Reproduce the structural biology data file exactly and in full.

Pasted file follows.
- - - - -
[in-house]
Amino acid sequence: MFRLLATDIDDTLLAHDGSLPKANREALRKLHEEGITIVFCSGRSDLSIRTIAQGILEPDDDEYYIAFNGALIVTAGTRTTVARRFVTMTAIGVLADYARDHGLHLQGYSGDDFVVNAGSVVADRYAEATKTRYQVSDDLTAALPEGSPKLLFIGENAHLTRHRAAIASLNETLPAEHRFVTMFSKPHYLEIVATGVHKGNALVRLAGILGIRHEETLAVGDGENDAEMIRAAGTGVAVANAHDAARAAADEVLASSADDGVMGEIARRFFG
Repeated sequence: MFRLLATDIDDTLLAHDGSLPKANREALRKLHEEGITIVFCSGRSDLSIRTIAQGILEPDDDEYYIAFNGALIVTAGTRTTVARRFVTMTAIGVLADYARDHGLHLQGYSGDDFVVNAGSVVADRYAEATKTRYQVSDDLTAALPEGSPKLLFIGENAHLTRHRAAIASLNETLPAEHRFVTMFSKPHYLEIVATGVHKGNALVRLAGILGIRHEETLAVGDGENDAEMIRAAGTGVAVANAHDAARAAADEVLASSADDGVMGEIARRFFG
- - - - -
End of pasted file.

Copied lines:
[in-house]
Amino acid sequence: MFRLLATDIDDTLLAHDGSLPKANREALRKLHEEGITIVFCSGRSDLSIRTIAQGILEPDDDEYYIAFNGALIVTAGTRTTVARRFVTMTAIGVLADYARDHGLHLQGYSGDDFVVNAGSVVADRYAEATKTRYQVSDDLTAALPEGSPKLLFIGENAHLTRHRAAIASLNETLPAEHRFVTMFSKPHYLEIVATGVHKGNALVRLAGILGIRHEETLAVGDGENDAEMIRAAGTGVAVANAHDAARAAADEVLASSADDGVMGEIARRFFG
Repeated sequence: MFRLLATDIDDTLLAHDGSLPKANREALRKLHEEGITIVFCSGRSDLSIRTIAQGILEPDDDEYYIAFNGALIVTAGTRTTVARRFVTMTAIGVLADYARDHGLHLQGYSGDDFVVNAGSVVADRYAEATKTRYQVSDDLTAALPEGSPKLLFIGENAHLTRHRAAIASLNETLPAEHRFVTMFSKPHYLEIVATGVHKGNALVRLAGILGIRHEETLAVGDGENDAEMIRAAGTGVAVANAHDAARAAADEVLASSADDGVMGEIARRFFG